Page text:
Those who work in a certain way have to deal today with a running world where the phone does everything from photography to video, post-produces it, applies filters and uploads it to youtube. This is all fine if you stay in the mobile realm and see from the same the finished footage, whereas if not, many complications may arise.

I am a proponent of the convenience of using any means possible to accomplish our purpose, but it is important to know the medium well, its limitations and how to handle them. Modern cell phone cameras (from 5-6 years ago) can capture video with very good quality, it is just a matter of not neutering their capabilities, the same thing happens with many cheap cameras.

Myth 1: but I am seeing it well here on the cell phone
Most tablets and cell phones rework images such as contrast and color to make them “prettier,” often saturating colors according to brands more red and blue, more orange and green, etc.
Some cell phones like my Z5 also apply some kind of realtime motion re-processing like some telvisors, so seeing a video on the cell phone means nothing about its quality

Myth 2: On the camera monitor you can see it well.
There is no camera that has a monitor that is adequate as a number of dots to the footage being captured, the footage is scaled and softened by the scaling, so you can’t really see the image for what it is at all, but only for what its translation is, plus most cameras you can change the color temperature, contrast, brightness of the monitor and so what we see is only distant relative to the original footage

Myth 3: It looks good on the monitor, it’s recorded well
except that if we are reviewing footage, most cameras show the through signal, not the recorded signal, so if there are recording or compression flaws we cannot see them until we review the material. There used to be professional cameras that allowed viewing with “deferred” so what you saw was actually the recorded, but today we see the through signal so the risk of not seeing defects or not realizing how poor the image is is very high. Also consider that even a cell phone has a more than decent sensor, but from there to what is recorded there is a gulf, for example my sony Z5 has a very good sensor, but it records very bad compressed jpgs, and in videos it applies (we don’t know why) a contrast mask on the fullHD footage that massacres monstrously the softness of the images and the real detail, you have to use external apps to record the real quality of that sensor otherwise you might get the impression that the images are low level.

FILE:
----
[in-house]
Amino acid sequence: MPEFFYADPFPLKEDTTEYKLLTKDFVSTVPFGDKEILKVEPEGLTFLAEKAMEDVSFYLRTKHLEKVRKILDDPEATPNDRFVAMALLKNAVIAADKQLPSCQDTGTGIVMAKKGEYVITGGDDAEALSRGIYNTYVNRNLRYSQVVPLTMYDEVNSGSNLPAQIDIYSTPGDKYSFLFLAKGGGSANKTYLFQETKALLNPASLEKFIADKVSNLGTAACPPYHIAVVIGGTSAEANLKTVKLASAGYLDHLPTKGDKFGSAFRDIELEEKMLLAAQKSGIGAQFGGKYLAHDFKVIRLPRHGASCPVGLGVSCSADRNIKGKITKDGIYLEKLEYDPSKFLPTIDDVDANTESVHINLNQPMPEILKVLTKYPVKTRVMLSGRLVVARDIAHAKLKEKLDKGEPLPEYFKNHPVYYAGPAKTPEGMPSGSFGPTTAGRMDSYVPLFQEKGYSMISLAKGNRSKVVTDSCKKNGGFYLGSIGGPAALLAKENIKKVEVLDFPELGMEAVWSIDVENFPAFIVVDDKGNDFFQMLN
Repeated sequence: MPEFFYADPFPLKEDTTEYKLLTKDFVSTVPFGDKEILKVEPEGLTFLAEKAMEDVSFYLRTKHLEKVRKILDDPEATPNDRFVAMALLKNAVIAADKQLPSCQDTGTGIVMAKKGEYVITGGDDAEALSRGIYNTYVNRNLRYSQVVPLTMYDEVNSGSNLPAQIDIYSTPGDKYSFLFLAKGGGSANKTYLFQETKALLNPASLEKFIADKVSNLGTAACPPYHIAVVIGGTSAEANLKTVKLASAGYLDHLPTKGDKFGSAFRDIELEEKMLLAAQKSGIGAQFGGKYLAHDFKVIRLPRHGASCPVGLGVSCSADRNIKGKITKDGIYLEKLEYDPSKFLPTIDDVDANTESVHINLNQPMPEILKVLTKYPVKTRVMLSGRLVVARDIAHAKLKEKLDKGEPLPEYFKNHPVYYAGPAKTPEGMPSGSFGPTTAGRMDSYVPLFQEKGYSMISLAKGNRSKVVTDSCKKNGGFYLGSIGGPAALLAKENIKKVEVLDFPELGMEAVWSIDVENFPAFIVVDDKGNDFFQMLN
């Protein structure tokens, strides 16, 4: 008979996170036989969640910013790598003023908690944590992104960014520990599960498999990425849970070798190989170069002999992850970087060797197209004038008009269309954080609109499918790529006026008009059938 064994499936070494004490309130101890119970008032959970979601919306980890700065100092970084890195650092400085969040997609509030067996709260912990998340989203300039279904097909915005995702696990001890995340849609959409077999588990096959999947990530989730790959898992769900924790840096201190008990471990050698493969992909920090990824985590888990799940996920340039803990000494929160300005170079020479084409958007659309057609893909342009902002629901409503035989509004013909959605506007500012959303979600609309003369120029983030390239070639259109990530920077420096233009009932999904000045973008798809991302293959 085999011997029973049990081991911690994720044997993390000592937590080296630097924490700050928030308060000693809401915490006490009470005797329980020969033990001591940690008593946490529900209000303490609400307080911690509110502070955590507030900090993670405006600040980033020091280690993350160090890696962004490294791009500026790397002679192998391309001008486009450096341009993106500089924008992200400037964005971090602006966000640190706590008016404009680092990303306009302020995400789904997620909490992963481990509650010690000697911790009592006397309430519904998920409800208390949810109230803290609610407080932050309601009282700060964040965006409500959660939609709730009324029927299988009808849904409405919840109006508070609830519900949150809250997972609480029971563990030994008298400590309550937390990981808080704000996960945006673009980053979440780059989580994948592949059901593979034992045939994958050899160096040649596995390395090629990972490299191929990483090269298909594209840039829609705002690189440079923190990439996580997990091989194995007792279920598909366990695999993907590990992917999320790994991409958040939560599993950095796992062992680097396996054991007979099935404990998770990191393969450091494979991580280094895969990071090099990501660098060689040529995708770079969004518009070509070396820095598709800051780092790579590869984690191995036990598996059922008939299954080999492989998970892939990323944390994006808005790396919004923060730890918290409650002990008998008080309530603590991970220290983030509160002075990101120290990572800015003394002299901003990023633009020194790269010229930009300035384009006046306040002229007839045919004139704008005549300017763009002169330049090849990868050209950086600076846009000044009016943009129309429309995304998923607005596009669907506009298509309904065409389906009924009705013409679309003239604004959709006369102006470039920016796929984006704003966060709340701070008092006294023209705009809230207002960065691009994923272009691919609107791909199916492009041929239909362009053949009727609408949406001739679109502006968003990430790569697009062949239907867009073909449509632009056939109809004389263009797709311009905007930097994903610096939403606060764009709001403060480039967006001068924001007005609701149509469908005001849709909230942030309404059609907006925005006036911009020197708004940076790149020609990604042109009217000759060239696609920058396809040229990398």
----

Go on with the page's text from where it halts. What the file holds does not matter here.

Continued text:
Myth 4: why do you have to take up so much space with movies in xyz codec, h264 looks good, actually better h265 so it takes up less space.
very compressed formats like h264 and h265 have so many limitations, the more compressed they are the less detail they record, and the less you can process the movies. If you don’t have to do color correction, if you directly edit the footage without doing anything, maybe you can use a very compressed format, but as soon as you have to do a minimum of post, the inconsistency between frames of compressed formats shows its limitations, if I have to lower the brightness of a sky I will see blocks of colored cubes appear, because the codec expected to see those details, if we try to open the shadows a little we will see many elements moving in the shadows, not as grain, but as blocks changing shape, from green color to magenta, preventing such processing.
The compressed format also has nefarious effects on movement, if we are shooting very detailed images, such as trees with moving foliage, water, a meadow, a girl’s hair in the wind, if we exceed the limits of the capture buffer we can see compression artifacts in the moving elements.

Myth 5: Why do I have to use log, protune, these footage getting ugly and then make it right, better to capture it right now

Log capture is a way to capture better and preserve all the information in the footage, if you have to do postproduction of the footage the log will make the brighter highlights burn less, and there will be more detail in the shadows.

It’s not a matter of capturing badly to see well, it’s capturing as well as possible to extract as much information cleanly from the image that has its limitations. For this reason they are introducing logging even in less expensive cameras, and in some cell phones, for example iPhones from 7 onwards with the Filmic Pro app you can use the log profile to capture better information.

Usually those who complain about this type of capture have never had to deal with postproduction in a serious way and therefore have not seen what the limits of manipulating compressed footage and/or without a capture log curve are.

Myth 6: On my television set, this file looks better
proportional to the first myth, but more extensive, so much so that I devoted an entire article to it…. The amount of processing that a modern TV performs is so extensive that it requires much explanation as to why each TV is different and more or less destructive on images.